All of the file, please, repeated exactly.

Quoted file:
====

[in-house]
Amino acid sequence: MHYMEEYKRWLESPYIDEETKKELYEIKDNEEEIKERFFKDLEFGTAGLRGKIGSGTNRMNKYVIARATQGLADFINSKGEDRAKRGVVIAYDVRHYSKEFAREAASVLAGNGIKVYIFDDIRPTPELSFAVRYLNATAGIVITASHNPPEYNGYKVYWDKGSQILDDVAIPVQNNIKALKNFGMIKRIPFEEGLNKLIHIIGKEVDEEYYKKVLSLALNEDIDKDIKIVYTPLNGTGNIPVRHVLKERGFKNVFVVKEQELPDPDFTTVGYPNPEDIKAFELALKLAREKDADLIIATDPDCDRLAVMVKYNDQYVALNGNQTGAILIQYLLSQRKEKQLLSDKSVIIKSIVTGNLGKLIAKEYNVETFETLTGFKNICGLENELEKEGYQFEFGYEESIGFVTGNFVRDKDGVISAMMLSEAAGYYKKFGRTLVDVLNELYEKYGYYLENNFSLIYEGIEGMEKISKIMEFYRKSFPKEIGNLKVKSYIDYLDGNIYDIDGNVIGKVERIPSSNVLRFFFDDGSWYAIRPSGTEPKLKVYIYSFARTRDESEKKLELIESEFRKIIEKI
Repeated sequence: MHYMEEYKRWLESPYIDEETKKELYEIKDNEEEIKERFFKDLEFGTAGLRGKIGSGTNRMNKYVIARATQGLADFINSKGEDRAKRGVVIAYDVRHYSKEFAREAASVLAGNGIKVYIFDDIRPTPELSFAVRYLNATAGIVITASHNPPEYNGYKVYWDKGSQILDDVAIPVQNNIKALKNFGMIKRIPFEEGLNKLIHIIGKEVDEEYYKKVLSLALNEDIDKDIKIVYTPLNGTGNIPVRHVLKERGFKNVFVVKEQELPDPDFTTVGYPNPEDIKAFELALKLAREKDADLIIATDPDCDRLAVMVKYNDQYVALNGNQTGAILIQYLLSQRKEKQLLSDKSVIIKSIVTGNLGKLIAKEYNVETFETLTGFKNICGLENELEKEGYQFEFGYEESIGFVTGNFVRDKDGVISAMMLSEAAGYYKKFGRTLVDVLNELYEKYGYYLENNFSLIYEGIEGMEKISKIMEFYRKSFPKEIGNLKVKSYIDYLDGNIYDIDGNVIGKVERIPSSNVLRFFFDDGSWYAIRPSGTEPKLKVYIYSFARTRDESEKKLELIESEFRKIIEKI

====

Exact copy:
[in-house]
Amino acid sequence: MHYMEEYKRWLESPYIDEETKKELYEIKDNEEEIKERFFKDLEFGTAGLRGKIGSGTNRMNKYVIARATQGLADFINSKGEDRAKRGVVIAYDVRHYSKEFAREAASVLAGNGIKVYIFDDIRPTPELSFAVRYLNATAGIVITASHNPPEYNGYKVYWDKGSQILDDVAIPVQNNIKALKNFGMIKRIPFEEGLNKLIHIIGKEVDEEYYKKVLSLALNEDIDKDIKIVYTPLNGTGNIPVRHVLKERGFKNVFVVKEQELPDPDFTTVGYPNPEDIKAFELALKLAREKDADLIIATDPDCDRLAVMVKYNDQYVALNGNQTGAILIQYLLSQRKEKQLLSDKSVIIKSIVTGNLGKLIAKEYNVETFETLTGFKNICGLENELEKEGYQFEFGYEESIGFVTGNFVRDKDGVISAMMLSEAAGYYKKFGRTLVDVLNELYEKYGYYLENNFSLIYEGIEGMEKISKIMEFYRKSFPKEIGNLKVKSYIDYLDGNIYDIDGNVIGKVERIPSSNVLRFFFDDGSWYAIRPSGTEPKLKVYIYSFARTRDESEKKLELIESEFRKIIEKI
Repeated sequence: MHYMEEYKRWLESPYIDEETKKELYEIKDNEEEIKERFFKDLEFGTAGLRGKIGSGTNRMNKYVIARATQGLADFINSKGEDRAKRGVVIAYDVRHYSKEFAREAASVLAGNGIKVYIFDDIRPTPELSFAVRYLNATAGIVITASHNPPEYNGYKVYWDKGSQILDDVAIPVQNNIKALKNFGMIKRIPFEEGLNKLIHIIGKEVDEEYYKKVLSLALNEDIDKDIKIVYTPLNGTGNIPVRHVLKERGFKNVFVVKEQELPDPDFTTVGYPNPEDIKAFELALKLAREKDADLIIATDPDCDRLAVMVKYNDQYVALNGNQTGAILIQYLLSQRKEKQLLSDKSVIIKSIVTGNLGKLIAKEYNVETFETLTGFKNICGLENELEKEGYQFEFGYEESIGFVTGNFVRDKDGVISAMMLSEAAGYYKKFGRTLVDVLNELYEKYGYYLENNFSLIYEGIEGMEKISKIMEFYRKSFPKEIGNLKVKSYIDYLDGNIYDIDGNVIGKVERIPSSNVLRFFFDDGSWYAIRPSGTEPKLKVYIYSFARTRDESEKKLELIESEFRKIIEKI